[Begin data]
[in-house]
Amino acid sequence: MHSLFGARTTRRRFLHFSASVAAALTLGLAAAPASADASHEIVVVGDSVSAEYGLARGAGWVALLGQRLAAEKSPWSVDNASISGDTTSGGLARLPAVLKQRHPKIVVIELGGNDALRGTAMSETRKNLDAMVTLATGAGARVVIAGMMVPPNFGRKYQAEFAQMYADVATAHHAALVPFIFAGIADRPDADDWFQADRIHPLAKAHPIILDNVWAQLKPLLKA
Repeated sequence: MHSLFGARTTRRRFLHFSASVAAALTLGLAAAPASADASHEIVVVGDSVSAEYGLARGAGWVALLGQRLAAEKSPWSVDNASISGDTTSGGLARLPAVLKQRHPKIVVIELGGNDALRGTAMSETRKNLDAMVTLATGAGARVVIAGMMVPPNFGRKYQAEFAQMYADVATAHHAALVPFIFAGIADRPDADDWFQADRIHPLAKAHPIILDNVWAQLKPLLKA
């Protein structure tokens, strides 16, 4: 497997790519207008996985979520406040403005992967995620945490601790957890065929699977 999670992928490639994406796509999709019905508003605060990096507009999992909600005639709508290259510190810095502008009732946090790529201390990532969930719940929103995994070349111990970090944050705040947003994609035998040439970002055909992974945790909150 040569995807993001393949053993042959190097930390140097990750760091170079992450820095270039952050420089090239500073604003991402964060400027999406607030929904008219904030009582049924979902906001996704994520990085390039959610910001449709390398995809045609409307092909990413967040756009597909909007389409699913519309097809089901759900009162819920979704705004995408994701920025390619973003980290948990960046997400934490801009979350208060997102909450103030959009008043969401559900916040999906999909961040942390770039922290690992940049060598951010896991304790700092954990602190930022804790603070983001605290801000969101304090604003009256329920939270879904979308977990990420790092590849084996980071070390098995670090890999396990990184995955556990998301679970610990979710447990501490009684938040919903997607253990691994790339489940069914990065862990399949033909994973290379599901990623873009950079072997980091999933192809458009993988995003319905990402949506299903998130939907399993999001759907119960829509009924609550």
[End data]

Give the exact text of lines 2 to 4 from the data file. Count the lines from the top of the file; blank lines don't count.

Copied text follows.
Amino acid sequence: MHSLFGARTTRRRFLHFSASVAAALTLGLAAAPASADASHEIVVVGDSVSAEYGLARGAGWVALLGQRLAAEKSPWSVDNASISGDTTSGGLARLPAVLKQRHPKIVVIELGGNDALRGTAMSETRKNLDAMVTLATGAGARVVIAGMMVPPNFGRKYQAEFAQMYADVATAHHAALVPFIFAGIADRPDADDWFQADRIHPLAKAHPIILDNVWAQLKPLLKA
Repeated sequence: MHSLFGARTTRRRFLHFSASVAAALTLGLAAAPASADASHEIVVVGDSVSAEYGLARGAGWVALLGQRLAAEKSPWSVDNASISGDTTSGGLARLPAVLKQRHPKIVVIELGGNDALRGTAMSETRKNLDAMVTLATGAGARVVIAGMMVPPNFGRKYQAEFAQMYADVATAHHAALVPFIFAGIADRPDADDWFQADRIHPLAKAHPIILDNVWAQLKPLLKA
């Protein structure tokens, strides 16, 4: 497997790519207008996985979520406040403005992967995620945490601790957890065929699977 999670992928490639994406796509999709019905508003605060990096507009999992909600005639709508290259510190810095502008009732946090790529201390990532969930719940929103995994070349111990970090944050705040947003994609035998040439970002055909992974945790909150 040569995807993001393949053993042959190097930390140097990750760091170079992450820095270039952050420089090239500073604003991402964060400027999406607030929904008219904030009582049924979902906001996704994520990085390039959610910001449709390398995809045609409307092909990413967040756009597909909007389409699913519309097809089901759900009162819920979704705004995408994701920025390619973003980290948990960046997400934490801009979350208060997102909450103030959009008043969401559900916040999906999909961040942390770039922290690992940049060598951010896991304790700092954990602190930022804790603070983001605290801000969101304090604003009256329920939270879904979308977990990420790092590849084996980071070390098995670090890999396990990184995955556990998301679970610990979710447990501490009684938040919903997607253990691994790339489940069914990065862990399949033909994973290379599901990623873009950079072997980091999933192809458009993988995003319905990402949506299903998130939907399993999001759907119960829509009924609550």